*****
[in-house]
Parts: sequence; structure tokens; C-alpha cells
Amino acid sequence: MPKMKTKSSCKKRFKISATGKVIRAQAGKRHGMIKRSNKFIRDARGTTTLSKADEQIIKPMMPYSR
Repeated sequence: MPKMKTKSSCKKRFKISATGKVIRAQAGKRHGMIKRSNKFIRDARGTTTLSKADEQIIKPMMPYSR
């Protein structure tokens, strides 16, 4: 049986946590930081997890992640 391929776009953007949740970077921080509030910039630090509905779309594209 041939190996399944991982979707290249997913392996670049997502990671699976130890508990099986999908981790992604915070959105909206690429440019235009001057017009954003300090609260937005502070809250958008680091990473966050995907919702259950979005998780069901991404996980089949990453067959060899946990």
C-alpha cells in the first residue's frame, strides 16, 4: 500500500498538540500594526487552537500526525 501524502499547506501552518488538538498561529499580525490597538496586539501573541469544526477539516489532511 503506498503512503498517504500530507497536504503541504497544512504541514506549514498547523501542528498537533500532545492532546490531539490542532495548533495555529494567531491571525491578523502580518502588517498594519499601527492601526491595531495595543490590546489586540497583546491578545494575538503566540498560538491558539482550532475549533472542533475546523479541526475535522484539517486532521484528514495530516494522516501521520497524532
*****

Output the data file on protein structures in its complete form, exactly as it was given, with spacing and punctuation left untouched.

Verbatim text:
[in-house]
Parts: sequence; structure tokens; C-alpha cells
Amino acid sequence: MPKMKTKSSCKKRFKISATGKVIRAQAGKRHGMIKRSNKFIRDARGTTTLSKADEQIIKPMMPYSR
Repeated sequence: MPKMKTKSSCKKRFKISATGKVIRAQAGKRHGMIKRSNKFIRDARGTTTLSKADEQIIKPMMPYSR
């Protein structure tokens, strides 16, 4: 049986946590930081997890992640 391929776009953007949740970077921080509030910039630090509905779309594209 041939190996399944991982979707290249997913392996670049997502990671699976130890508990099986999908981790992604915070959105909206690429440019235009001057017009954003300090609260937005502070809250958008680091990473966050995907919702259950979005998780069901991404996980089949990453067959060899946990």
C-alpha cells in the first residue's frame, strides 16, 4: 500500500498538540500594526487552537500526525 501524502499547506501552518488538538498561529499580525490597538496586539501573541469544526477539516489532511 503506498503512503498517504500530507497536504503541504497544512504541514506549514498547523501542528498537533500532545492532546490531539490542532495548533495555529494567531491571525491578523502580518502588517498594519499601527492601526491595531495595543490590546489586540497583546491578545494575538503566540498560538491558539482550532475549533472542533475546523479541526475535522484539517486532521484528514495530516494522516501521520497524532